, Volume 15, Issue 4, pp 593-597

Comparison of atmospheric plasma sprayed anode layers for SOFCs using different feedstock

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Abstract

Atmospheric plasma spraying (APS) is a cost-effective way to produce solid oxide fuel cell (SOFC) components. When using APS, therefore, sinter steps can be avoided, which is essential once a metallic support is used for the SOFC. Several properties are required regarding the microstructure of an optimized anode layer. Here, gas permeability, electrochemistry, electronic conductivity, coefficient of thermal expansion, as well as thermal shock resistance have to be considered. Different types of powder feedstock were investigated to develop an atmospheric plasma sprayed anode layer: (a) NiO or Ni together with YSZ as starting materials, (b) agglomerates in which NiO and YSZ are already mixed on a submicrometer range, (c) blended NiO/YSZ powder, and (d) separate injection of the individual NiO and YSZ powders, respectively, into the plasma by two separate powder lines. The performance of APS anodes are measured in single fuel-cell tests. Anode layers sprayed by a separate injection of the individual NiO and YSZ powders into the plasma show the best results.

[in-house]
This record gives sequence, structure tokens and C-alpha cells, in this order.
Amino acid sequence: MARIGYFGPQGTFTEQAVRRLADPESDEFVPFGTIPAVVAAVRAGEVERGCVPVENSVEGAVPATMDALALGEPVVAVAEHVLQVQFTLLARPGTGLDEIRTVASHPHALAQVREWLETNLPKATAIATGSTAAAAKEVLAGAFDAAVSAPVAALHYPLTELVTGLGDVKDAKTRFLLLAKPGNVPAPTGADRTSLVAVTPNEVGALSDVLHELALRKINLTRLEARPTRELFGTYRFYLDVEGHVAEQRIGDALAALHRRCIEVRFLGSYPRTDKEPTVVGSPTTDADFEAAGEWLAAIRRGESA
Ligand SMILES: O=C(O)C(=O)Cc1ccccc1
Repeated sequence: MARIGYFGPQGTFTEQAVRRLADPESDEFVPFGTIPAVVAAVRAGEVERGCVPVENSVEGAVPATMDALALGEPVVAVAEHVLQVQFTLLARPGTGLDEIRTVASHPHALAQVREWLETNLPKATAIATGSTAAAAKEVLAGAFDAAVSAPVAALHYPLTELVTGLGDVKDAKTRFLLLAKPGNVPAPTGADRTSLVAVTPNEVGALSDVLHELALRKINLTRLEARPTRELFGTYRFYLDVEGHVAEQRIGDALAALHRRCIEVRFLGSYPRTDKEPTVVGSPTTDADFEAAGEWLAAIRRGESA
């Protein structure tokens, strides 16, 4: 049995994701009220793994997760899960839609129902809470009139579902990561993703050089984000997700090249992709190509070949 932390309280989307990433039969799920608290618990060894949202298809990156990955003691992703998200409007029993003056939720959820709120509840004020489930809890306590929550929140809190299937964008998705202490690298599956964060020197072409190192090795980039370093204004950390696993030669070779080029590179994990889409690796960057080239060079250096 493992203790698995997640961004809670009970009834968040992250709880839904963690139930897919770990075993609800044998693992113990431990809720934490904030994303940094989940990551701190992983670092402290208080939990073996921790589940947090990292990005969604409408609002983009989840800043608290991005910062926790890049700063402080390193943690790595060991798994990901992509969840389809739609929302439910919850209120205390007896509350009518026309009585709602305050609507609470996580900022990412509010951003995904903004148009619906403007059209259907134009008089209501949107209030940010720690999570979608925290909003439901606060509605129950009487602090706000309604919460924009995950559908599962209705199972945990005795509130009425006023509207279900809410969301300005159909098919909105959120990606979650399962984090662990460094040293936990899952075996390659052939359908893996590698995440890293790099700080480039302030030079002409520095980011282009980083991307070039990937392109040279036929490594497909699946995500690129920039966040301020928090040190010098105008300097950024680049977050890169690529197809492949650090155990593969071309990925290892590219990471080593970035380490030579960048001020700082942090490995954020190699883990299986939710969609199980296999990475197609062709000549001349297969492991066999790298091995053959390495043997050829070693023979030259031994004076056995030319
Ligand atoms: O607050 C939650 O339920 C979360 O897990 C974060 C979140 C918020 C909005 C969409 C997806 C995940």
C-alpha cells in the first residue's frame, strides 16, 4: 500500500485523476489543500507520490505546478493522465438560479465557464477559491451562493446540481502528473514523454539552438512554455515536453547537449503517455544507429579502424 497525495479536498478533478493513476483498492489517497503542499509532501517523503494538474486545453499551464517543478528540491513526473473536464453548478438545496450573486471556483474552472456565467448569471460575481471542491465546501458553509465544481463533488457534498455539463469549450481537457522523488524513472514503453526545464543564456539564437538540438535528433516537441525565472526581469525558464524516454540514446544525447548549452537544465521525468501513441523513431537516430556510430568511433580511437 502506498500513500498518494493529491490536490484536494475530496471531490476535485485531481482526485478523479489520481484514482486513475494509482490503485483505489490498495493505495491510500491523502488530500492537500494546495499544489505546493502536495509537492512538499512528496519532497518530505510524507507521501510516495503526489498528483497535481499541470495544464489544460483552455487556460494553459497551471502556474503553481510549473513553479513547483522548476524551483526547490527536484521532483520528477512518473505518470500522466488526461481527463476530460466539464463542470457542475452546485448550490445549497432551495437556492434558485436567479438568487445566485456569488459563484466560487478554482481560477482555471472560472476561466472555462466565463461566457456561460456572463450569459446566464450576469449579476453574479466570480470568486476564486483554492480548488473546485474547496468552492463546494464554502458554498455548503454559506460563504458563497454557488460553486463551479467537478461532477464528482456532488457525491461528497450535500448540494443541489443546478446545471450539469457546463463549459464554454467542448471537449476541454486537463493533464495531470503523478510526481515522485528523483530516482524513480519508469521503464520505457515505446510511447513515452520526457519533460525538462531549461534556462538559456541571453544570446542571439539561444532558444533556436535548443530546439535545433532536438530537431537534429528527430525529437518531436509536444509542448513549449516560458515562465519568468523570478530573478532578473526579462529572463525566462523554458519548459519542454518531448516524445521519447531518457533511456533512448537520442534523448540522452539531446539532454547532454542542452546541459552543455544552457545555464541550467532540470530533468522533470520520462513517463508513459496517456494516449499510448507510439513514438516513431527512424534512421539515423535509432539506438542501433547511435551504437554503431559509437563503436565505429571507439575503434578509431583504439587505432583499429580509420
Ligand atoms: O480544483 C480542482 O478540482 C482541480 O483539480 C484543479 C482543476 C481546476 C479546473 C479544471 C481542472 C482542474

This article was originally published inBuilding on 100 Years of Success, Proceedings of the 2006 International Thermal Spray Conference (Seattle, WA), May 15–18, 2006, B.R. Marple, M.M. Hyland, Y.-Ch. Lau, R.S. Lima, and J. Voyer, Ed., ASM International, Materials Park, OH, 2006.